History of the Shortboard:
In 1960, Bob McTavish couldn't afford a 9 foot surfboard so he bought a 6 foot surfboard. Bob started shaping his own surfboards a couple years later and pretty much stuck to longboards until he met George Greenough surfing a kneeboard with some fins on it in 1964. Together they mocked up a shortboard with the width of a longboard they named "Sam." Robert "Nat" Young rocked "Sam" in the 1966 World Contest in San Diego and shocked everybody with how easily the board seemed to handle.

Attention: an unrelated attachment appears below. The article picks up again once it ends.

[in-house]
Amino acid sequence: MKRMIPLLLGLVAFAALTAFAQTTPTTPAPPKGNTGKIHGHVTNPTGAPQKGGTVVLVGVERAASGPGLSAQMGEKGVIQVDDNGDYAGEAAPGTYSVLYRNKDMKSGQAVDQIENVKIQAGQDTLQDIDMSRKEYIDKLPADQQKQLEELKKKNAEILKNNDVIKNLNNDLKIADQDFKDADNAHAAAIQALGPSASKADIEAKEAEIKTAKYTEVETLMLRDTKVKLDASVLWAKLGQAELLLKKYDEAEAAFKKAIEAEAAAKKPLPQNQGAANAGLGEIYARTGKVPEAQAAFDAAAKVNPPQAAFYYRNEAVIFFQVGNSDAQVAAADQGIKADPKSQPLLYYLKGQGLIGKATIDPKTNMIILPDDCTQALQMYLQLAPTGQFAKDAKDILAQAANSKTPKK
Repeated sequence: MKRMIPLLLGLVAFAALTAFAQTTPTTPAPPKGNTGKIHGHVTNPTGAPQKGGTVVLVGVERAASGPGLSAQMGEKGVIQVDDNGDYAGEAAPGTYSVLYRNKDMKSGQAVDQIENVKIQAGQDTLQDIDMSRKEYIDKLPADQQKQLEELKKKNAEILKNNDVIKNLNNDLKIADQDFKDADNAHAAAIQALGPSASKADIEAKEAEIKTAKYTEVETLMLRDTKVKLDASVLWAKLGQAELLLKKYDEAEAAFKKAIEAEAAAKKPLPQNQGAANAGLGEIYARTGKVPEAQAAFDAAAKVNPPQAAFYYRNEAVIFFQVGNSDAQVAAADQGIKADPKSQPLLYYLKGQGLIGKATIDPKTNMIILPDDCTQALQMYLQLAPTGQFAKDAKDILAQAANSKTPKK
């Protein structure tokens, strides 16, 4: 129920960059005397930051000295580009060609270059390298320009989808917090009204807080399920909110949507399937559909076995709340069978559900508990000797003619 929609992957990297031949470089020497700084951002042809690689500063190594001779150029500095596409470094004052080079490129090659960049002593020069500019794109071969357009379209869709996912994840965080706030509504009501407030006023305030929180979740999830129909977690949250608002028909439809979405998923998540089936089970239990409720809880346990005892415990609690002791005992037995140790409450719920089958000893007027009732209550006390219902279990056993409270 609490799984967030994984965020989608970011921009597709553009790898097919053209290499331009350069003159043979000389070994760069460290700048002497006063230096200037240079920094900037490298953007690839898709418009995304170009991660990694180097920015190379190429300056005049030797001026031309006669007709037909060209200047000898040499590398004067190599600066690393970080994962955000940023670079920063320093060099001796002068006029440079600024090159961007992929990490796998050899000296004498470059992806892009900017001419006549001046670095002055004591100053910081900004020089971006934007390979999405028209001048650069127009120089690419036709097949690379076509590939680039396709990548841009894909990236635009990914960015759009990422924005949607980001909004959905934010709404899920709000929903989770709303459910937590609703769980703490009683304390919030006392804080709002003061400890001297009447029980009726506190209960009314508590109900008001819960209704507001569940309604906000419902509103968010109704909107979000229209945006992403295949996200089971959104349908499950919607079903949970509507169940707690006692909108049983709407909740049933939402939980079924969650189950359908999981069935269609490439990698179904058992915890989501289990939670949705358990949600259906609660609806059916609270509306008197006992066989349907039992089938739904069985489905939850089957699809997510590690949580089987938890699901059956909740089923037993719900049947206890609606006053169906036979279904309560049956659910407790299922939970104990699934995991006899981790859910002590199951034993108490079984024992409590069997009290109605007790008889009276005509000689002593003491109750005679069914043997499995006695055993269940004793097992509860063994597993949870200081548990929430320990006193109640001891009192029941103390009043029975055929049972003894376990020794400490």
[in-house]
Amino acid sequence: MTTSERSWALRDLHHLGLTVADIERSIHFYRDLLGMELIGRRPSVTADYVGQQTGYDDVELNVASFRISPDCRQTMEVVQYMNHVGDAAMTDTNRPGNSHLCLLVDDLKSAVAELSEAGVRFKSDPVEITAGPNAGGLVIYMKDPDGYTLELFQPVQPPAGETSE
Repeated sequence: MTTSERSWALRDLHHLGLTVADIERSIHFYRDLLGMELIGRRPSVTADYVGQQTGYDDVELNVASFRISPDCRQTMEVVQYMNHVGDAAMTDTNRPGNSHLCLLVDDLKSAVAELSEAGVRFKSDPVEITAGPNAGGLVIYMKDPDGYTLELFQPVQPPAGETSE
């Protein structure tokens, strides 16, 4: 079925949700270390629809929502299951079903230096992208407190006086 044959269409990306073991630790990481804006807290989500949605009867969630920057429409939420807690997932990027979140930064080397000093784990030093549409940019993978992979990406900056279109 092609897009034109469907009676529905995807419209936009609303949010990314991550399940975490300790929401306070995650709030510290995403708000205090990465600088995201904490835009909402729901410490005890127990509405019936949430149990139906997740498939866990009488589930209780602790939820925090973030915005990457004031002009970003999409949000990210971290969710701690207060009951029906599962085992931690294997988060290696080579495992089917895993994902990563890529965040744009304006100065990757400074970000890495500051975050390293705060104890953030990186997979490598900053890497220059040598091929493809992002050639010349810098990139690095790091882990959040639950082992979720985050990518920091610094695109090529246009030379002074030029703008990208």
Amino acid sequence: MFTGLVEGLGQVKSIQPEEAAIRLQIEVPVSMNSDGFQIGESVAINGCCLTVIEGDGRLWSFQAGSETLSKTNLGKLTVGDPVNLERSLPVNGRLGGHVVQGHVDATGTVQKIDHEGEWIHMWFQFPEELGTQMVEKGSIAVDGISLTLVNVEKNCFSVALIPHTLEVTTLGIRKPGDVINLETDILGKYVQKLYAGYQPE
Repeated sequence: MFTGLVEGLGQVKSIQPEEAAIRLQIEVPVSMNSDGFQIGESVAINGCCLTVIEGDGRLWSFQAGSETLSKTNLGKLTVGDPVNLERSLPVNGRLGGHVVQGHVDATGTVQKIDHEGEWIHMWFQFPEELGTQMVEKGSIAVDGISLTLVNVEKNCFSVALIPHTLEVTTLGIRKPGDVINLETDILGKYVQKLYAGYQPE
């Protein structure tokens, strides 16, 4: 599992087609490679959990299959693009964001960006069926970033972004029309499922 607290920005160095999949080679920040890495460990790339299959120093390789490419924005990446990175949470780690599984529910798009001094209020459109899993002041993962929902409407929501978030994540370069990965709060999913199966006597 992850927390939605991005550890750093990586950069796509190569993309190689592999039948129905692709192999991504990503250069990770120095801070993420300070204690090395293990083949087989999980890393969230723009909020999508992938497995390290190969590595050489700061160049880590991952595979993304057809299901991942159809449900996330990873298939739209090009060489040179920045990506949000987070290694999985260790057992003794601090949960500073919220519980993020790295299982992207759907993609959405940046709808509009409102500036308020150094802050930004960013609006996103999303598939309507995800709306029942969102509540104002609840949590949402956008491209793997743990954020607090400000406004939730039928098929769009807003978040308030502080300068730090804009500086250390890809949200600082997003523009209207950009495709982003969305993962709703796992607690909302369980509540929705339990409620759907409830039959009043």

The next year in 1967, they took the board to Hawaii where it was hit or miss. Master craftsman Dick Brewer picked up on the shortboard and made some refinements by adding a tear drop shaped pintail and refined the concaves with the mini-gun. Seemingly overnight board lengths were cut by three feet and if you were a young, hip surfer seeking a thrill ride, shortboards were what to ride. Over the years, more tweaks have been made to crank out as much speed and performance as possible keeping shortboards the go-to choice for intermediate to pro surfers everywhere.